By Steve Toase
The Statement Of Randolph Carter. Performed by Michael Sabbaton, Harrogate Theatre (22 November 2013).
[dropcap]N[/dropcap]ot even three thousand words in length, The Statement Of Randolph Carter is sparse material for a playwright to work with. Combine that with the eponymous character sitting in a police interview room, giving the aforementioned statement, and there is potential for a very thin play.
Michael Sabbaton, however, takes the basic material and produces an inspired show. Held at Harrogate Theatre, the play began the evening with the audience taking their seats and slowly noticing a crouched character, face wrapped in bandages. Over the next few minutes, the figure started muttering in Arabic then snatches of English. The use of Abdul Alhazred to introduce the performance works well, marking a change from the mundane to the world of Randolph Carter. As with many of his short stories, Lovecraft is vague about the menace that the men are searching for. During this opening scene, Yog Sothoth is directly referred to, firmly fixing the story within the Mythos.
This is where Sabbaton shows his real talent for adapting Lovecraft. Previously, he has been responsible for one-man shows of “The Call of Cthulhu” and “The Temple,” both of which toured to excellent reviews. With a handful of inspired touches, Sabbaton produces a play with depth and character. Rather than leaving us on the surface with Carter, he places us with Harley Warren and the intimate studio theater becomes an underground tomb.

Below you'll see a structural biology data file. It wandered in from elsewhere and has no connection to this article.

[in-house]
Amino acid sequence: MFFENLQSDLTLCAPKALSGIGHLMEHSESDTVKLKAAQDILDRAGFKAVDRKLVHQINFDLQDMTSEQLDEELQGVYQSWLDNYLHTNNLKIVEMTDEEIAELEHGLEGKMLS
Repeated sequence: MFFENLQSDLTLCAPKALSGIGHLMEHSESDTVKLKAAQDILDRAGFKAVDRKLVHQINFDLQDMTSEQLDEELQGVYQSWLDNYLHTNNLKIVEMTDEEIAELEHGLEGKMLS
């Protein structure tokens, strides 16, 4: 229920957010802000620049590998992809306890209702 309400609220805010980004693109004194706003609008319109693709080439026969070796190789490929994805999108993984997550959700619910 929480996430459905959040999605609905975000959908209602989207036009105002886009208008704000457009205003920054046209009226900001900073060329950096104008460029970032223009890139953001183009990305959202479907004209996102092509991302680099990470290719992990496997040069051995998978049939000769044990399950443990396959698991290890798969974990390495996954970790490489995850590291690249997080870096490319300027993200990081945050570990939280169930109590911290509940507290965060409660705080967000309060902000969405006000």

Although this is a one-man show, it relies on the conversation between Carter and Warren over a field telephone. While he interacts with the pre-recorded Carter, Sabbaton’s timing is perfect, maintaining the illusion throughout. The relationship between the two men is central to the performance. They are shown to be teacher and pupil, rivals, friends. Maybe more? Throughout the show, it appears Warren is more in control of the situation, yet, as the menace builds and his mental state deteriorates, that control is shown to be illusory. Sabbaton is a talented performer and portrays this deterioration convincingly.
The soundtrack is as much a character as Carter or Warren. Planned and recorded by Sabbaton, the music has genuinely unsettling moments, swirling in the background then erupting into subdued skittering, as if out-of-sight insects skittered across the walls.
The only problem for me was that due to the arrangement of the audience seating, and lack of a raised stage, some elements of the ritual performed by Warren were not visible from where we sat. While this was a little frustrating, this was out of the control of Sabbaton. The show benefited from the small size of the room to create a feeling of enclosed menace.
Harrogate was the last venue on this tour, with both nights sold out. Hopefully, Sabbaton will tour The Statement Of Randolph Carter again to give other audiences a chance to see this splendid adaptation.